{ICYMI} Diversity in Theater Means Taking Chances

by Derek Villanueva

Photo by Nate Gowdy

I once auditioned for a role in a play in Los Angeles that I thought matched my profile. The breakdown read: Male (20s), Midwestern, boy-next-door-look. That could be played by me, I thought. Little did I know how horribly awkward the experience would turn out. As I was in the middle of the monologue, I saw the director and casting assistant not watching my performance, but instead having a conversation with each other about something not related to my audition. Afterwards, the casting assistant caught up with me as I was leaving the building and said, “Thank you for coming out. Your reading was great, but we’re looking for a Caucasian actor for this role. You see the story is set in the Midwest.” I pointed out, “Oh, the breakdown didn’t mention that detail.” He replied with a condescending, “Uh, Male (20s), Midwestern, boy-next-door-look?” I was dumbfounded and just nodded as I walked out. Like there aren’t any Latins living in the Midwest? Ironically, I would later go to several auditions for projects casting Latin actors, only to be told that my skin was too light, or my look was not “thuggish” or “mestizo” enough.

As a teen, I was already the lead on my own stage, with a script I really didn’t understand. I was acting my ass off. You know, playing a straight kid! But even more, a straight kid who not only practiced abstinence but also taught it to his reluctant girlfriends. Outwardly, I was every father’s dream come true! I had low self-esteem and that made it especially hard to accept myself. I just didn’t get it then. I didn’t get my theater class, I didn’t get girls, I didn’t get boys (which was quite sad), and I just didn’t get life. What I did get was a clip from Harvey Fierstein’s Torch Song Trilogy. That was the start of my deep connection to Harvey’s work. It was the flashback scene where Arnold’s Ma (played by the inimitable Anne Bancroft) discovers him as a young boy in his mother’s closet, draped in a dress with badly applied make up. That, I got.

Prior to arriving in the Pacific Northwest, I’d done several short and feature films but hadn’t pursued live theater. By chance, I bumped into the founder of The Lesser Known Players, a Bainbridge Island theater group. We talked about my acting background and after listening to my reservations about theater she challenged me to give it another shot. I was skeptical because I saw live theater as transitory and impermanent, unlike film. And I also knew that the role of my character’s father was already cast – with a Caucasian actor. But I auditioned anyway. And to my surprise, I landed the role! One moment, I was acting for film and the next I was performing on stage, in a new city. In live theatre, your audience is right in front of you, studying your every move in real time. I wasn’t used to the immediate cauldron of reactions from the audience. But I loved that real time feedback and connection you just don’t get with film.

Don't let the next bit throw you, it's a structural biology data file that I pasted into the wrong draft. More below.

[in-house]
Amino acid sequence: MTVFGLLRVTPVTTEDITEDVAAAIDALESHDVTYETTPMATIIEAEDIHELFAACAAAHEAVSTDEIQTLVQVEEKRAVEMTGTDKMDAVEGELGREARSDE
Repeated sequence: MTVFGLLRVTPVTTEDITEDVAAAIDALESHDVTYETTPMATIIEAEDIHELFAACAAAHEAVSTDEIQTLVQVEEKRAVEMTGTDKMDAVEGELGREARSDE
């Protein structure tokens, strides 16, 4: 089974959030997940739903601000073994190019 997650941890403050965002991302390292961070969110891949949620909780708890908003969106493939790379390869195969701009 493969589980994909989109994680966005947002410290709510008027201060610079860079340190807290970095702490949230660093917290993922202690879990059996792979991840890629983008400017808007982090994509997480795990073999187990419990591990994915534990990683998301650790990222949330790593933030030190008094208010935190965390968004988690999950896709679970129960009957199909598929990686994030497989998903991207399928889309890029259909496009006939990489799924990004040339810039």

My first stage role was the teenage boy in The Vandal, and was a prime example of nontraditional casting. Sadly, it’s quite rare for directors to put this into practice. Most people play it safe and cater to the dominant culture. The role could easily have been cast traditionally, but they saw past that and gave me a chance.

Locally it’s very common for theater companies to recycle their seasoned actors. Yes, those people are talented and experienced, and it’s always less risky to go with a known entity. I love that these companies continue to give their actors work, but they also need to give new people a chance, give people of color (POC) a chance to play leading roles. There are times where POC are never even considered. Not only are whole segments of our society made invisible by that choice, we also don’t get access to their unique gifts and perspective. But I get it. Directors must think about their audiences, who are predominantly older white people. That’s true everywhere, but especially true in the PNW. But then again, Shakespeare strikes me as Medieval soap opera material: mistaken identity, eloping, murder, backstabbing, family rivalries, deceit, fights and star-crossed lovers. It’s like Shakespeare foreshadowed telenovelas! I would love to see a Sir Juan Falstaff one of these days.

After that first stage acting experience, I started marketing and building buzz for the company’s shows, and soon sat on their board of directors and became their Marketing Director. Never in my wildest dreams did I imagine that the shy kid raised in Van Nuys, California would be involved with the theatre scene in Seattle and Bainbridge Island. I also started to research plays that I thought would be great for the company to produce, and was reading several plays every week, but for a long time didn’t find anything that caught my attention.